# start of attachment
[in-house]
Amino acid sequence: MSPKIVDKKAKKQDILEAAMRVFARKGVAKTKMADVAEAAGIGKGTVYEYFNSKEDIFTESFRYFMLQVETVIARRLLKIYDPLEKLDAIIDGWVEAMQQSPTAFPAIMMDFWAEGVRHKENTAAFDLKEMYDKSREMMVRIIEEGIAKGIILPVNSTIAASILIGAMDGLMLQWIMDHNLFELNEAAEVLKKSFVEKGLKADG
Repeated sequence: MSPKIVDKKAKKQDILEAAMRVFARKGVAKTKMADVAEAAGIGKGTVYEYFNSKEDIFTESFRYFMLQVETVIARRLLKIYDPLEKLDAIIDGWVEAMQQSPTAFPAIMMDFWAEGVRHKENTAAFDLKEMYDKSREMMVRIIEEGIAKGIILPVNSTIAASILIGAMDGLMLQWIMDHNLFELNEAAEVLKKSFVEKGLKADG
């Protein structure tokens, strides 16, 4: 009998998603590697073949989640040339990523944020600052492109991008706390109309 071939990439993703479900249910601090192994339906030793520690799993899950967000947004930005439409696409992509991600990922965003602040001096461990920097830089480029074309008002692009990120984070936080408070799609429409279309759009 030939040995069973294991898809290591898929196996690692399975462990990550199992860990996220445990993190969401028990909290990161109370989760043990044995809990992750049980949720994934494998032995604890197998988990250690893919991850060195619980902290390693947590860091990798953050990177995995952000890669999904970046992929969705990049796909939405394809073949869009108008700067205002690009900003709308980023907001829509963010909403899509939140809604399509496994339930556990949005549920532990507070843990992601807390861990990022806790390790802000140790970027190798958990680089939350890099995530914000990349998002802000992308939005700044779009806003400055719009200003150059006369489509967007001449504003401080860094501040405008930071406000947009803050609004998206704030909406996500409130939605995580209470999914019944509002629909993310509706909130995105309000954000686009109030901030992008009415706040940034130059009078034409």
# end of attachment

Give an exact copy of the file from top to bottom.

[in-house]
Amino acid sequence: MSPKIVDKKAKKQDILEAAMRVFARKGVAKTKMADVAEAAGIGKGTVYEYFNSKEDIFTESFRYFMLQVETVIARRLLKIYDPLEKLDAIIDGWVEAMQQSPTAFPAIMMDFWAEGVRHKENTAAFDLKEMYDKSREMMVRIIEEGIAKGIILPVNSTIAASILIGAMDGLMLQWIMDHNLFELNEAAEVLKKSFVEKGLKADG
Repeated sequence: MSPKIVDKKAKKQDILEAAMRVFARKGVAKTKMADVAEAAGIGKGTVYEYFNSKEDIFTESFRYFMLQVETVIARRLLKIYDPLEKLDAIIDGWVEAMQQSPTAFPAIMMDFWAEGVRHKENTAAFDLKEMYDKSREMMVRIIEEGIAKGIILPVNSTIAASILIGAMDGLMLQWIMDHNLFELNEAAEVLKKSFVEKGLKADG
């Protein structure tokens, strides 16, 4: 009998998603590697073949989640040339990523944020600052492109991008706390109309 071939990439993703479900249910601090192994339906030793520690799993899950967000947004930005439409696409992509991600990922965003602040001096461990920097830089480029074309008002692009990120984070936080408070799609429409279309759009 030939040995069973294991898809290591898929196996690692399975462990990550199992860990996220445990993190969401028990909290990161109370989760043990044995809990992750049980949720994934494998032995604890197998988990250690893919991850060195619980902290390693947590860091990798953050990177995995952000890669999904970046992929969705990049796909939405394809073949869009108008700067205002690009900003709308980023907001829509963010909403899509939140809604399509496994339930556990949005549920532990507070843990992601807390861990990022806790390790802000140790970027190798958990680089939350890099995530914000990349998002802000992308939005700044779009806003400055719009200003150059006369489509967007001449504003401080860094501040405008930071406000947009803050609004998206704030909406996500409130939605995580209470999914019944509002629909993310509706909130995105309000954000686009109030901030992008009415706040940034130059009078034409």